A huge patch of trash floating around is not how most of us picture the Pacific Ocean. However, that is the sad reality of the largest ocean on the planet. There is a floating patch of waste between Hawaii and California. The environmentalists are calling it the Great Pacific Garbage Patch. The floating trash has been covering a large area. The alarming fact is that the area is larger than the state of Texas.
The discovery of the Great Pacific Garbage Patch dates back to 1997. It was only in 2013, that a teenager started a company to clean the pile. Boyan Slat from Ocean Cleanup is the man behind the initiative. The company is spending millions of dollars to clean up the garbage. Scientists are closely looking into the Ocean clean-up in 2018 to find what is lying there in the patch, and here’s what they found out.
All About the Patch
The patch was much larger than the scientists had imagined. It is an enormous pile of plastics weighing over 87,000 tons. It may be three times as heavy as the Statue of Liberty.
The garbage is full of fishing gear and things such as ropes and traps. Most of the trash comprises fishing nets. There are also tiny pieces of plastic in the patch. The plastics can be seen only through a microscope. And that is why they fall under the category of microplastics.
The Impact of Plastics on Sea Animals
There is no doubt that plastic can kill sea animals. Nets that are left behind float through the entire ocean. These nets can capture even huge sea creatures like whales and seals. In their search for food, they land in the nets. Ocean scientists are shocked to see the utter destruction caused by different types of litter.
Scientists in Britain also searched the garbage patch and took aerial shots from the air. They even collected trash to study the same. Scientists understand that plastic pollution is a growing menace and one of the biggest threats to the sea. Research suggests that plastic waste would be three times more by 2050.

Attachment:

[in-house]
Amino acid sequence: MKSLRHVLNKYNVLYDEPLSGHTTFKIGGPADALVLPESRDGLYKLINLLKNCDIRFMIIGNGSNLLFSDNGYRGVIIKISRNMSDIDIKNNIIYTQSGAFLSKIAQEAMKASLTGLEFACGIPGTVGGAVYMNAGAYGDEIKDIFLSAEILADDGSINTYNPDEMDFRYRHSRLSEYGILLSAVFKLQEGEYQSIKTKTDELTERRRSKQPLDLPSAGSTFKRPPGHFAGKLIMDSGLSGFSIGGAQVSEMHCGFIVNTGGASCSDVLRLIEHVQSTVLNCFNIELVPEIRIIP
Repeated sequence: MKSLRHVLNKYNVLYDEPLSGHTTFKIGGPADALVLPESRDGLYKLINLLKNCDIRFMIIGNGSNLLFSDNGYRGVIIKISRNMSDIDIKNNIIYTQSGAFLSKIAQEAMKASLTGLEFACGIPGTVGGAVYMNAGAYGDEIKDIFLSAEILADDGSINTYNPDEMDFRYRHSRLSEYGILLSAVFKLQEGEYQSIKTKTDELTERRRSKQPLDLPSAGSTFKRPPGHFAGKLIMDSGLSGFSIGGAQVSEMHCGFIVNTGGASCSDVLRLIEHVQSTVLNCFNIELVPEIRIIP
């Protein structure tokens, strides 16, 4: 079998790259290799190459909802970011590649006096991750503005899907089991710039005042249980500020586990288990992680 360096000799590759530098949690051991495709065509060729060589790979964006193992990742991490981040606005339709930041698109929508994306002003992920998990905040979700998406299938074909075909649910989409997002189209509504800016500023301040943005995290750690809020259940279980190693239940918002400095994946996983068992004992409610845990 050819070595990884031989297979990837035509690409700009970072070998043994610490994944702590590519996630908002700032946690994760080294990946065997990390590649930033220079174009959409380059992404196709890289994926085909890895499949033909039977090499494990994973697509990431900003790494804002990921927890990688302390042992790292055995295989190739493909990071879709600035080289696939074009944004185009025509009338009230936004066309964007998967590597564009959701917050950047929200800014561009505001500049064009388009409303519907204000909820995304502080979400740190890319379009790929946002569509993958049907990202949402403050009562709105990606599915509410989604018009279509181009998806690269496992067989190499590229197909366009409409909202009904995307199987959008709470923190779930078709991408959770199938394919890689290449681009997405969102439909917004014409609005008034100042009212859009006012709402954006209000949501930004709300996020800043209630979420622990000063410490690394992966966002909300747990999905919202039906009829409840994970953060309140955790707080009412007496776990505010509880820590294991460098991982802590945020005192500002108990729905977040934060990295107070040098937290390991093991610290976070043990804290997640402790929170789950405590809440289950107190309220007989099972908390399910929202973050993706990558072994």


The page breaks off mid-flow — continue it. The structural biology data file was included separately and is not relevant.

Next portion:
The Truth about Plastic Accumulation
Almost 1.15 to 2.41 million tonnes of plastic are entering the ocean each year from rivers. The plastic is also less heavy than water, and hence it won’t sink once it swirls in the sea.
However, there are stronger, more buoyant plastics that show more resiliency once it meets up with the more marine environment, pushing them over extended distances. They continue to remain at the sea surface as they leave the offshore, helped by the converging currents and finally meeting up with the patch.
Once these plastics meet the gyre, they remain in the area till they shred into smaller microplastics with the cumulative effects of the sun, waves, and marine life. As more and more plastics enter the environment, microplastic concentration in the Great Pacific Garbage Patch is more likely to multiply.
The Size Of it
The GPGP covers a surface area of about 1.6 million square kilometers. The area is almost twice the size of Texas or three times the size of France.
Scientists had to conduct an elaborate sampling method to formulate a specific number. They searched the entire region with the help of 30 boats, 652 surface nets, and another two flights to gauge the aerial view of the debris. Taking samples from numerous locations in the same period they gave an estimation of the size of the patch. The data also information of the plastic intertwined in it.
According to a tweet by Boyan Slat, the Dutch inventor, The Great Pacific Garbage Patch cleanup is finally underway. He is a university dropout who is behind the Ocean Cleanup Project initiative.
His cleanup system that had begun much earlier had failed when a 60-foot length of the cleaning device broke off. The device was necessary to carry the 2,000-foot device back to Hawaii for closer inspection.
The cleanup system incorporates a barrier that carries a 10-foot screen below it to catch plastics taking care not to harm the marine life. The self-contained system is floating with the natural sea currents to collect the plastic debris; cleaning up the mess in the ocean.
As Boyan says there’s still a lot of work! But the only saving grace, work has begun. And soon The Great Pacific Patch will be belonging to history.